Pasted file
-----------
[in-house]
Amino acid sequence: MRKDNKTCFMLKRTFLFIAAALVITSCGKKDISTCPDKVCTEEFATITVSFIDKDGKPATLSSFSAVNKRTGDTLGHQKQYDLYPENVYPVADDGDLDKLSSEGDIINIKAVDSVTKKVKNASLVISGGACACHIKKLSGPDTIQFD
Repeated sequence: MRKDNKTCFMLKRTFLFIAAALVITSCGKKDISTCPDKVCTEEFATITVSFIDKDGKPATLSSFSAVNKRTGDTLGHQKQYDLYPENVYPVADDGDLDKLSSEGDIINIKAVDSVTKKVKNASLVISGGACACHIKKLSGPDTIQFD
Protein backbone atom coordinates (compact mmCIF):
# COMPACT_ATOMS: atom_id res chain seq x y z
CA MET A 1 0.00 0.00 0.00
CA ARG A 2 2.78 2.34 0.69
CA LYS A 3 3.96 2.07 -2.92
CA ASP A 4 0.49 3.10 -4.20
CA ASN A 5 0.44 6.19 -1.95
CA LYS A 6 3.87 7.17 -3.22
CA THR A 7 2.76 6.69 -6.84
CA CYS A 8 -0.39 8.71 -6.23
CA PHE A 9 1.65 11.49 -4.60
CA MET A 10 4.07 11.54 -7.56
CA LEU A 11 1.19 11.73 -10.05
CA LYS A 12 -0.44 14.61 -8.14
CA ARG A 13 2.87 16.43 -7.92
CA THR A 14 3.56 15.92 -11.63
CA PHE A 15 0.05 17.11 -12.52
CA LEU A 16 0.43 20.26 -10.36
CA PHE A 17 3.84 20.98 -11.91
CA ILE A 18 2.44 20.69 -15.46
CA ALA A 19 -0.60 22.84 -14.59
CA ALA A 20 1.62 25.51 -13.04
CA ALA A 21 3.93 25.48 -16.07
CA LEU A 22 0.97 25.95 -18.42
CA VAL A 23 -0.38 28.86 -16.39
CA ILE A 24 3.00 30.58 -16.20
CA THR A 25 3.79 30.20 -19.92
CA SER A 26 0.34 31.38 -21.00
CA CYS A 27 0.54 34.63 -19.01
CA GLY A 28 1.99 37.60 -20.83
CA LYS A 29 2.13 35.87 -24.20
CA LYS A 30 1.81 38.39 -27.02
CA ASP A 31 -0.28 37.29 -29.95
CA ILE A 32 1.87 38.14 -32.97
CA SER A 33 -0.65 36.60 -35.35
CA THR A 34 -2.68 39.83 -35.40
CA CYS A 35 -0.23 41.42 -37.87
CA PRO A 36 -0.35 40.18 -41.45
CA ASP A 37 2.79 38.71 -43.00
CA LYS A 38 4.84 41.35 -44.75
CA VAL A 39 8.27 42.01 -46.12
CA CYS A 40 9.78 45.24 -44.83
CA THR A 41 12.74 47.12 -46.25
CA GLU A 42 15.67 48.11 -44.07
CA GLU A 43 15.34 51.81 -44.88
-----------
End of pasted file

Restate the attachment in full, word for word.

[in-house]
Amino acid sequence: MRKDNKTCFMLKRTFLFIAAALVITSCGKKDISTCPDKVCTEEFATITVSFIDKDGKPATLSSFSAVNKRTGDTLGHQKQYDLYPENVYPVADDGDLDKLSSEGDIINIKAVDSVTKKVKNASLVISGGACACHIKKLSGPDTIQFD
Repeated sequence: MRKDNKTCFMLKRTFLFIAAALVITSCGKKDISTCPDKVCTEEFATITVSFIDKDGKPATLSSFSAVNKRTGDTLGHQKQYDLYPENVYPVADDGDLDKLSSEGDIINIKAVDSVTKKVKNASLVISGGACACHIKKLSGPDTIQFD
Protein backbone atom coordinates (compact mmCIF):
# COMPACT_ATOMS: atom_id res chain seq x y z
CA MET A 1 0.00 0.00 0.00
CA ARG A 2 2.78 2.34 0.69
CA LYS A 3 3.96 2.07 -2.92
CA ASP A 4 0.49 3.10 -4.20
CA ASN A 5 0.44 6.19 -1.95
CA LYS A 6 3.87 7.17 -3.22
CA THR A 7 2.76 6.69 -6.84
CA CYS A 8 -0.39 8.71 -6.23
CA PHE A 9 1.65 11.49 -4.60
CA MET A 10 4.07 11.54 -7.56
CA LEU A 11 1.19 11.73 -10.05
CA LYS A 12 -0.44 14.61 -8.14
CA ARG A 13 2.87 16.43 -7.92
CA THR A 14 3.56 15.92 -11.63
CA PHE A 15 0.05 17.11 -12.52
CA LEU A 16 0.43 20.26 -10.36
CA PHE A 17 3.84 20.98 -11.91
CA ILE A 18 2.44 20.69 -15.46
CA ALA A 19 -0.60 22.84 -14.59
CA ALA A 20 1.62 25.51 -13.04
CA ALA A 21 3.93 25.48 -16.07
CA LEU A 22 0.97 25.95 -18.42
CA VAL A 23 -0.38 28.86 -16.39
CA ILE A 24 3.00 30.58 -16.20
CA THR A 25 3.79 30.20 -19.92
CA SER A 26 0.34 31.38 -21.00
CA CYS A 27 0.54 34.63 -19.01
CA GLY A 28 1.99 37.60 -20.83
CA LYS A 29 2.13 35.87 -24.20
CA LYS A 30 1.81 38.39 -27.02
CA ASP A 31 -0.28 37.29 -29.95
CA ILE A 32 1.87 38.14 -32.97
CA SER A 33 -0.65 36.60 -35.35
CA THR A 34 -2.68 39.83 -35.40
CA CYS A 35 -0.23 41.42 -37.87
CA PRO A 36 -0.35 40.18 -41.45
CA ASP A 37 2.79 38.71 -43.00
CA LYS A 38 4.84 41.35 -44.75
CA VAL A 39 8.27 42.01 -46.12
CA CYS A 40 9.78 45.24 -44.83
CA THR A 41 12.74 47.12 -46.25
CA GLU A 42 15.67 48.11 -44.07
CA GLU A 43 15.34 51.81 -44.88